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We trust your school choice


Taylor writes bill to give parents power over their kids’ education

By Richard Lee
Texas Senate News

PARENTS could receive part of the money spent on Texas’ public education to send their children to a different school under a school choice plan unveiled by the county’s district 11 senator Larry Taylor and lieutenant governor Dan Patrick on Monday.
The plan was introduced in Taylor-authored senate bill 3, which aims to create school choice through two methods.
If it becomes law, the first would allow parents to receive a portion of the money intended to educate their child at a traditional public school, which averages about $9,000 per year. That money would be placed in a trust account and could be used only for educational costs such as private-school tuition or online courses.
The amount received would be based on need, ranging from 60 per cent of the cost for educating a student at a public school in a year for families earning more than twice the poverty-line income level to 75 per cent for poor families and 90 per cent for families with disabled children.
Senate education committee chair Taylor, below left, said the state would split the cost with school districts in the first year.
He added that the lack of school-choice programs in Texas is holding the state back, saying:  “Thirty other states have school-choice programs across this nation. We are behind the curve.”
He added that, for Texas to remain economically sound “we need to pass school-choice legislation to give our students the opportunity to receive a great education tailored to their specific needs”.
The second method would allow the creation of tax-credit scholarship accounts in which people or businesses can donate money to the education of eligible children in exchange for a tax write-off.
The amount would be capped at $100 million per year to start and would be open to students whose families are below the 200 per cent federal poverty line threshold or who are in foster care or the children of armed-service members.
Patrick, below, said the plan seeks to give all students in Texas the right to seek a high-quality education, saying: “Every parent has a right to send their child to the school that they think is best for them”.
He said: “We already have school choice in Texas. If you are rich enough, you send your child to private school. But, if you’re not wealthy enough to do that, then you don’t have any options.”
The bill must be approved by the education committee before it can head to the full senate for consideration.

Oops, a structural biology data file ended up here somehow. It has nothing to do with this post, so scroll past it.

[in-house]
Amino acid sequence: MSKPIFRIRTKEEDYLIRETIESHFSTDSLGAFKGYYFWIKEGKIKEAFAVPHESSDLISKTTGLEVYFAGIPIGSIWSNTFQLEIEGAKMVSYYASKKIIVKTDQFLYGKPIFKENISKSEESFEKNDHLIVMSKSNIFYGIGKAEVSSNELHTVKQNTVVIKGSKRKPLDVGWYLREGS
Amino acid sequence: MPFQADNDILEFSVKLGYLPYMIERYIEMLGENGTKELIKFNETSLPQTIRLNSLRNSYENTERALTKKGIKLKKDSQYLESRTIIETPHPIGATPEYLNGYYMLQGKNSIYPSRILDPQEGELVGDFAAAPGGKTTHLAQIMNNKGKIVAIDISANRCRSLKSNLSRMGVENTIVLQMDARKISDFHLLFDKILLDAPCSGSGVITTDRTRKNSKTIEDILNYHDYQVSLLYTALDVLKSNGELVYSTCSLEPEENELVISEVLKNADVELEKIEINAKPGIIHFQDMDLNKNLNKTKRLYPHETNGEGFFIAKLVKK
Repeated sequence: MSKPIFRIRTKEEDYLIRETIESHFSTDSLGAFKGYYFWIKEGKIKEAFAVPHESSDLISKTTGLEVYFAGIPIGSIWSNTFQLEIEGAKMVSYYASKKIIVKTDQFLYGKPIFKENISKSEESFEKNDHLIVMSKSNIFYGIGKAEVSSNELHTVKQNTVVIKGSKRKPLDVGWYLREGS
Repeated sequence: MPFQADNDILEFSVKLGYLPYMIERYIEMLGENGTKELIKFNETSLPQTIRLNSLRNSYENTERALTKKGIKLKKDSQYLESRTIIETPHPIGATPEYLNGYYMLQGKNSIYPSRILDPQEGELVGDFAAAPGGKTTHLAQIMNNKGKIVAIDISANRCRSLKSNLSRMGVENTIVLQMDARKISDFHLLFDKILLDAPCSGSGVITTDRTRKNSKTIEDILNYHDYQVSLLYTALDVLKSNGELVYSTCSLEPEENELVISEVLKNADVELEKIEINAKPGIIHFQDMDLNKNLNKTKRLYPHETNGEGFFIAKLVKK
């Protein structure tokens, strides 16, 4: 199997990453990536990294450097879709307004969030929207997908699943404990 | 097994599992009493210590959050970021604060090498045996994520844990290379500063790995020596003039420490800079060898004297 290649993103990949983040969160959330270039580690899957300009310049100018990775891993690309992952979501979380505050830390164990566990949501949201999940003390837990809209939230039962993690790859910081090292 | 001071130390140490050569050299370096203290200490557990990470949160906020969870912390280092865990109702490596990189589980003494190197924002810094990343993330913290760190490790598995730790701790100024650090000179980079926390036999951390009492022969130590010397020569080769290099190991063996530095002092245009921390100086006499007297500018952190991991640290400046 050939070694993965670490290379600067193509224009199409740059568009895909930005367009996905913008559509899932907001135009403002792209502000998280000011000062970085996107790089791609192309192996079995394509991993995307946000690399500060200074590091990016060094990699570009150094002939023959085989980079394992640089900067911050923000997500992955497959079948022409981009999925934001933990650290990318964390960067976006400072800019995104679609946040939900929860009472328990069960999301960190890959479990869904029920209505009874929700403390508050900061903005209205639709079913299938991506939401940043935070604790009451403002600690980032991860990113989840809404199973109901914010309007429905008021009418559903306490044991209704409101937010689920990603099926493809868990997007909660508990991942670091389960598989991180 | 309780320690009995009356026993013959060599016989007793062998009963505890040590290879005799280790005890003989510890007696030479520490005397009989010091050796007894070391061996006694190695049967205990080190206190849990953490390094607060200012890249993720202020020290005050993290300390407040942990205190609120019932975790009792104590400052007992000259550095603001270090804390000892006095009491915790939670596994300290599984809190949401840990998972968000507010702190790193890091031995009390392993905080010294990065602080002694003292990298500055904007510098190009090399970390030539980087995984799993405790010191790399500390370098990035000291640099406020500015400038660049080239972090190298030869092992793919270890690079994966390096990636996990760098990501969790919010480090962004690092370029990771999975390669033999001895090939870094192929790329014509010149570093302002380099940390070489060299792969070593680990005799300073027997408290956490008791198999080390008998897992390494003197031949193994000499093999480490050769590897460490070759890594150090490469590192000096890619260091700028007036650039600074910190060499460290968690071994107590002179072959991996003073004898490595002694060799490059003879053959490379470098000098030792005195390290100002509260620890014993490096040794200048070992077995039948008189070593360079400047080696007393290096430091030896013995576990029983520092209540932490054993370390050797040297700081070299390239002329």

Also on Monday, senators the finance committee said they were disappointed to learn that there has been scant progress in keeping track of some of the state’s most vulnerable children.
At an interim hearing in October, the committee members had been shocked to learn that the whereabouts of more than 500 children at risk of great bodily harm or even death was unknown to the state’s child protective services system.
Following that meeting, the state acted to increase funds to hire investigators and caseworkers to help locate and protect the children. The funds were conditional on performance measures in which 90 per cent of priority-one children must be seen face-to-face by a CPS caseworker within 24 hours by May 1, with that threshold rising to 95 percent by August 1.
But on Monday family and protective services department executive director Hank Whitman, before the committe for his agency’s appropriation requests, dismayed its members by telling them 400 to 450 of the priority-one children are still unaccounted for.
Whitman said that, even with the help of law-enforcement agencies, it’s very difficult to locate the children.
That didn’t sit well with committee chair Jane Nelson, who told him: “We gave you everything you said you need to do that. That is our highest priority. We need to find these kids.”
She added: “We’re going to continue to prioritize these kids but hear me – we’ve given you what you said you need…
“Your agency gets a total of $3.8 billion. If I had my way, we’d put all $3.8 billion into finding these kids and protecting them. If we don’t do that, what else
is important?”

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